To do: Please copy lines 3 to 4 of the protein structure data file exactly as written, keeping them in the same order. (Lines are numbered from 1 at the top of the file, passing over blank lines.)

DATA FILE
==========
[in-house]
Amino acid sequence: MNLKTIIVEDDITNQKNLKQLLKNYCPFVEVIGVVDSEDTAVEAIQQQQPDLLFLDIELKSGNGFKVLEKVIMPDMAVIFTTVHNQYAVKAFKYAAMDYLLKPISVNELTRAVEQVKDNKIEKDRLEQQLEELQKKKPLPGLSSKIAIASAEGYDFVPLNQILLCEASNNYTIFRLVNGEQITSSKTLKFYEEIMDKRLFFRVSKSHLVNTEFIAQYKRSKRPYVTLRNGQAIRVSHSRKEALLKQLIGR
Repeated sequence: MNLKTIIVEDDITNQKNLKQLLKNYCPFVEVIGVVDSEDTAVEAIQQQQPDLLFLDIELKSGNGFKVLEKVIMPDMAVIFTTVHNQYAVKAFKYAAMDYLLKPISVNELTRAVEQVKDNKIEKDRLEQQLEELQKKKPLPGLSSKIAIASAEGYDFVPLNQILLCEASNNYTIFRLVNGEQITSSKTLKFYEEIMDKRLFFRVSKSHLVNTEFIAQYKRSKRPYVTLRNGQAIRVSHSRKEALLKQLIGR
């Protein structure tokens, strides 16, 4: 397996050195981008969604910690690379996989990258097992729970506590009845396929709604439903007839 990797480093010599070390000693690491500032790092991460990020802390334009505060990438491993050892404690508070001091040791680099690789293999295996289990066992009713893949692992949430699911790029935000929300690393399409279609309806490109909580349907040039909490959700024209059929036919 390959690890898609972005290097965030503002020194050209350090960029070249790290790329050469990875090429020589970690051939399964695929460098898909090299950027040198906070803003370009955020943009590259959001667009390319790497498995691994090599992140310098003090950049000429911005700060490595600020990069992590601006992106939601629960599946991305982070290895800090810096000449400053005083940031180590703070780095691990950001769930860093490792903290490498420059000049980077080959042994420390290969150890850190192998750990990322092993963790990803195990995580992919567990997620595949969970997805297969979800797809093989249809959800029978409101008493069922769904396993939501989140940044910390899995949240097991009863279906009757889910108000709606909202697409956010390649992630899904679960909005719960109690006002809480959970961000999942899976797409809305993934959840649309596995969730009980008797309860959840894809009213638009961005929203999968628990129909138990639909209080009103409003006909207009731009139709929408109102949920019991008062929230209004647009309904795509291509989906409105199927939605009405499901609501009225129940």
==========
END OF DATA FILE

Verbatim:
Repeated sequence: MNLKTIIVEDDITNQKNLKQLLKNYCPFVEVIGVVDSEDTAVEAIQQQQPDLLFLDIELKSGNGFKVLEKVIMPDMAVIFTTVHNQYAVKAFKYAAMDYLLKPISVNELTRAVEQVKDNKIEKDRLEQQLEELQKKKPLPGLSSKIAIASAEGYDFVPLNQILLCEASNNYTIFRLVNGEQITSSKTLKFYEEIMDKRLFFRVSKSHLVNTEFIAQYKRSKRPYVTLRNGQAIRVSHSRKEALLKQLIGR
């Protein structure tokens, strides 16, 4: 397996050195981008969604910690690379996989990258097992729970506590009845396929709604439903007839 990797480093010599070390000693690491500032790092991460990020802390334009505060990438491993050892404690508070001091040791680099690789293999295996289990066992009713893949692992949430699911790029935000929300690393399409279609309806490109909580349907040039909490959700024209059929036919 390959690890898609972005290097965030503002020194050209350090960029070249790290790329050469990875090429020589970690051939399964695929460098898909090299950027040198906070803003370009955020943009590259959001667009390319790497498995691994090599992140310098003090950049000429911005700060490595600020990069992590601006992106939601629960599946991305982070290895800090810096000449400053005083940031180590703070780095691990950001769930860093490792903290490498420059000049980077080959042994420390290969150890850190192998750990990322092993963790990803195990995580992919567990997620595949969970997805297969979800797809093989249809959800029978409101008493069922769904396993939501989140940044910390899995949240097991009863279906009757889910108000709606909202697409956010390649992630899904679960909005719960109690006002809480959970961000999942899976797409809305993934959840649309596995969730009980008797309860959840894809009213638009961005929203999968628990129909138990639909209080009103409003006909207009731009139709929408109102949920019991008062929230209004647009309904795509291509989906409105199927939605009405499901609501009225129940």